(1) If any party to a submission, or any person claiming through or under him, commences any legal proceedings in any court against any other party to the submission, or any person claiming through or under him, in respect to any matter agreed to be referred, any party to such legal proceedings may at any time after appearance, and before delivering any pleadings or taking any other steps in the proceedings, apply to that court to stay the proceedings, and that court, if satisfied that there is no sufficient reason why the matter should not be referred in accordance with the submission, and that the applicant was, at the time when the proceedings were commenced, and still remains, ready and willing to do all things necessary to the proper conduct of the arbitration, may make an order staying the proceedings subject to such terms and conditions as may be just.

(2) The provisions of subsection (1) shall, in the case of the death or insolvency of any party to which it might apply, apply mutatis mutandis to the executor or trustee in the insolvency of such party.

(3) The death or insolvency of a party to a submission shall not be deemed to revoke such submission.

 

7. Matters not to be submitted to arbitration

Criminal cases, so far as the prosecution or punishment thereof is concerned, shall not be submitted to arbitration, nor, without special leave of the Court, shall any of the following matters be submitted to arbitration­

(a) matters relating to status;

(b) matrimonial causes;

(c) matters in which minors or other persons under legal disability may be interested.

 

8. Power of parties in certain cases to supply vacancy

Where a submission provides that the reference shall be to two arbitrators, one to be

appointed by each party, then, unless a contrary intention is expressed therein­

(a) if either of the appointed arbitrators refuses to act, or is incapable of acting, or dies, the party who appointed him may appoint a new arbitrator in his place;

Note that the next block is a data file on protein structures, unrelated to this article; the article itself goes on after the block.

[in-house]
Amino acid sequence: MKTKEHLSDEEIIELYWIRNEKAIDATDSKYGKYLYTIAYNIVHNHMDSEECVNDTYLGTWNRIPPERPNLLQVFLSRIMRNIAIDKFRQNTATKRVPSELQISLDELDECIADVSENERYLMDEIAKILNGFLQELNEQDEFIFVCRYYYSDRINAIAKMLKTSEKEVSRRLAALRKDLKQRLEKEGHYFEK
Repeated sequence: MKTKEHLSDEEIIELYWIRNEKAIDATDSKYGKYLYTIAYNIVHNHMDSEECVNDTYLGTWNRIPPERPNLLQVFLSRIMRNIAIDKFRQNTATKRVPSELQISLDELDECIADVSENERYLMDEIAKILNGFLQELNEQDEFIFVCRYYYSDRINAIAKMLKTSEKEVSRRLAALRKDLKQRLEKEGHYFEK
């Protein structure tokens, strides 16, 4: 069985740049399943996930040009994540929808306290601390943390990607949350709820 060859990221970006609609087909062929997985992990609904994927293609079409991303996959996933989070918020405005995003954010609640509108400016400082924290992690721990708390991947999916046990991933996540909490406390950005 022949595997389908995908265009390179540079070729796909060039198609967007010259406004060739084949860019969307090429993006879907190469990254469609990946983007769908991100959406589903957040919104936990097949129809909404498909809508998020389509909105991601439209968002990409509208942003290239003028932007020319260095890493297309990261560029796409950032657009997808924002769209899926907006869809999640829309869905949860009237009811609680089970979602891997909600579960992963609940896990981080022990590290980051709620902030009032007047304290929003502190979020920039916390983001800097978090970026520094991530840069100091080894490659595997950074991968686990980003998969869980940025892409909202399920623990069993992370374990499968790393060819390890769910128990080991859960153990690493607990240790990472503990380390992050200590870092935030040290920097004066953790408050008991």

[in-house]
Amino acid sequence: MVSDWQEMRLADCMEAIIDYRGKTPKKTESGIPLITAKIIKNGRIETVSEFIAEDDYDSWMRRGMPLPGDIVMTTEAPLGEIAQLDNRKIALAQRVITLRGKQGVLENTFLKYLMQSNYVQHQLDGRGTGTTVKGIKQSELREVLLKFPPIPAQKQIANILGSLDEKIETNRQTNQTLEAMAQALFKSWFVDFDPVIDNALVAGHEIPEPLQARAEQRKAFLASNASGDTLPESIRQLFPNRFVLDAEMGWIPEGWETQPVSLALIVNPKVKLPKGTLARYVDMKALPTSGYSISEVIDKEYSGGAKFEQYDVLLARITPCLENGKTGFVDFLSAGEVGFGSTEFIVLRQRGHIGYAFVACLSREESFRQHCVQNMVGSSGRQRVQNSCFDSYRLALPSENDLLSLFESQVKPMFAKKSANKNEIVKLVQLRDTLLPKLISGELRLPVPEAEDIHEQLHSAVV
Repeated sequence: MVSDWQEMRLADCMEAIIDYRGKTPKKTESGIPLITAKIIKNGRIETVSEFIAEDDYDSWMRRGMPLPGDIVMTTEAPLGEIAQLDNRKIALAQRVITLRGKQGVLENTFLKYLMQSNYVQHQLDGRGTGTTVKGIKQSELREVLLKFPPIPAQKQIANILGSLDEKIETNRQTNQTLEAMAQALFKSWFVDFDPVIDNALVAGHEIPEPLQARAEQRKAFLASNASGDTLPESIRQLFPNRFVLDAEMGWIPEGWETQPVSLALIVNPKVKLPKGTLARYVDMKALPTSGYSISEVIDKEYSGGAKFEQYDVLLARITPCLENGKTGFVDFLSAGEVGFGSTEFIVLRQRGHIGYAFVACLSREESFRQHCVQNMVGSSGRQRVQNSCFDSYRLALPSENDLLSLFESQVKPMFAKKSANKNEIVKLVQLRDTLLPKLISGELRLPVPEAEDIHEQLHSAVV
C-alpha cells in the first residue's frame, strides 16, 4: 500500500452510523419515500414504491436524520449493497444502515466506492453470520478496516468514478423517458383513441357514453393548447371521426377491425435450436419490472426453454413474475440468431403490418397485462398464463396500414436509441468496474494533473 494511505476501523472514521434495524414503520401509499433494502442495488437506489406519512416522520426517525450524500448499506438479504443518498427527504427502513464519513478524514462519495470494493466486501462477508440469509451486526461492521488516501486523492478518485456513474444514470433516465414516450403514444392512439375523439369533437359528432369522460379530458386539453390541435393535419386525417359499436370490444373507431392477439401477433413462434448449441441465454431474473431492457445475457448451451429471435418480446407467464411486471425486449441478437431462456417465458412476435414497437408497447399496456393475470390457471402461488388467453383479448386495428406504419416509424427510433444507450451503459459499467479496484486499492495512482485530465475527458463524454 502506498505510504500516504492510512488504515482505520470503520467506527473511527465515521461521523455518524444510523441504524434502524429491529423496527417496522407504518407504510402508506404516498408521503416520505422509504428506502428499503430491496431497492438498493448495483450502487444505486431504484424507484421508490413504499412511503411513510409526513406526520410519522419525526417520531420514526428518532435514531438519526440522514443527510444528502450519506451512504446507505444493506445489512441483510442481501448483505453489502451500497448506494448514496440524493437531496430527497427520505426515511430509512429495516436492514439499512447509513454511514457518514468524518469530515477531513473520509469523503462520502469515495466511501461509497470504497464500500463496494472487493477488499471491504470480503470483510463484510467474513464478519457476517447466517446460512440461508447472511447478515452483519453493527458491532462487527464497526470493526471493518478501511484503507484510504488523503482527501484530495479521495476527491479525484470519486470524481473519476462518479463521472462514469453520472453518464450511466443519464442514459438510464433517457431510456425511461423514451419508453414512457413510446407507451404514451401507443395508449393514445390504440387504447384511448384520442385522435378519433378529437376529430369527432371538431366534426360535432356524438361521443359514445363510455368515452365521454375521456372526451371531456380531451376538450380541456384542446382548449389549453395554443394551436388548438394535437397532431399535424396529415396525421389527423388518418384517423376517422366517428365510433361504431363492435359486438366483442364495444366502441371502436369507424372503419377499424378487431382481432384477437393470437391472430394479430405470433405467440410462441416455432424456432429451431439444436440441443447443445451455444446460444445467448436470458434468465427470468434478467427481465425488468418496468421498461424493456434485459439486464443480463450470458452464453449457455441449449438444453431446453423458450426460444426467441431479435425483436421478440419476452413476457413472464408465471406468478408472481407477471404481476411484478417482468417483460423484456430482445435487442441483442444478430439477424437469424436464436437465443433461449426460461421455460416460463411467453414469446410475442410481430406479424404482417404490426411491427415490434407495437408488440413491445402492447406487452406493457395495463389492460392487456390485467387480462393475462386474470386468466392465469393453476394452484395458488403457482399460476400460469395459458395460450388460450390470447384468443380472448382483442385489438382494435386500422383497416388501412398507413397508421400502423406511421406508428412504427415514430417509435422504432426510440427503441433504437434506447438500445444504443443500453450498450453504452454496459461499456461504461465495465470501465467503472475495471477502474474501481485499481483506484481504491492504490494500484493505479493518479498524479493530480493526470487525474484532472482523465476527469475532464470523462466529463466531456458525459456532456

(b) if, on such reference, one party fails to appoint an arbitrator, either originally, or by way of substitution as aforesaid, for seven clear days after the other party, having appointed his arbitrator, has served the party making default with notice to make the appointment, the party who has appointed an arbitrator may appoint that arbitrator to act as sole arbitrator in the reference and his award shall be binding on both parties as if he had been appointed by consent:

 

Provided that the Court or a judge thereof may set aside any appointment made in pursuance of this section.

9. Umpires

(1) Unless a contrary intention is expressed therein, every submission shall, where the reference is to two arbitrators, be deemed to include a provision that the two arbitrators shall appoint an umpire immediately after they are themselves appointed.

(2) Unless a contrary intention is expressed therein, every submission shall, where such a provision is applicable to the reference, be deemed to include a provision that if the arbitrators have delivered to any party to the submission, or to the umpire, a notice in writing stating that they cannot agree, the umpire may forthwith enter on the reference in lieu of the arbitrators.

(3) At any time after the appointment of an umpire, however appointed, the Court may, on the application of any party to the reference and notwithstanding anything to the contrary in the submission, order that the umpire shall enter upon the reference in lieu of the arbitrators and as if he were a sole arbitrator.